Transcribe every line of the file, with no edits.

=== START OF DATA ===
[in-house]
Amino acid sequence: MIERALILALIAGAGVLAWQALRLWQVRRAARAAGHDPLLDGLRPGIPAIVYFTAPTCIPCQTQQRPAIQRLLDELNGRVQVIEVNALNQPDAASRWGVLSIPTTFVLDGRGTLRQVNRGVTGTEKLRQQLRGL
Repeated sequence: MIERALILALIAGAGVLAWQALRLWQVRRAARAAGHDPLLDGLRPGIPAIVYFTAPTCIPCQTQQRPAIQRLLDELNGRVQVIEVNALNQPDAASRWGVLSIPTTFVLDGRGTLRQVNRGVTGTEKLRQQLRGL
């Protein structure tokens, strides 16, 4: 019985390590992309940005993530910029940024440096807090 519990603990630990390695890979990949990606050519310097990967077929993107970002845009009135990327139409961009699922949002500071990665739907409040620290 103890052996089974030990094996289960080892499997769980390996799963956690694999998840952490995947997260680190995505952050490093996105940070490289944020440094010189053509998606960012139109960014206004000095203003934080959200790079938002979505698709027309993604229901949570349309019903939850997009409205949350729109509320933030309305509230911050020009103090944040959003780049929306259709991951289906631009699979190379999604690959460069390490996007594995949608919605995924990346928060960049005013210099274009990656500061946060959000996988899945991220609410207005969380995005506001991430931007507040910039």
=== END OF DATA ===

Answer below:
[in-house]
Amino acid sequence: MIERALILALIAGAGVLAWQALRLWQVRRAARAAGHDPLLDGLRPGIPAIVYFTAPTCIPCQTQQRPAIQRLLDELNGRVQVIEVNALNQPDAASRWGVLSIPTTFVLDGRGTLRQVNRGVTGTEKLRQQLRGL
Repeated sequence: MIERALILALIAGAGVLAWQALRLWQVRRAARAAGHDPLLDGLRPGIPAIVYFTAPTCIPCQTQQRPAIQRLLDELNGRVQVIEVNALNQPDAASRWGVLSIPTTFVLDGRGTLRQVNRGVTGTEKLRQQLRGL
């Protein structure tokens, strides 16, 4: 019985390590992309940005993530910029940024440096807090 519990603990630990390695890979990949990606050519310097990967077929993107970002845009009135990327139409961009699922949002500071990665739907409040620290 103890052996089974030990094996289960080892499997769980390996799963956690694999998840952490995947997260680190995505952050490093996105940070490289944020440094010189053509998606960012139109960014206004000095203003934080959200790079938002979505698709027309993604229901949570349309019903939850997009409205949350729109509320933030309305509230911050020009103090944040959003780049929306259709991951289906631009699979190379999604690959460069390490996007594995949608919605995924990346928060960049005013210099274009990656500061946060959000996988899945991220609410207005969380995005506001991430931007507040910039």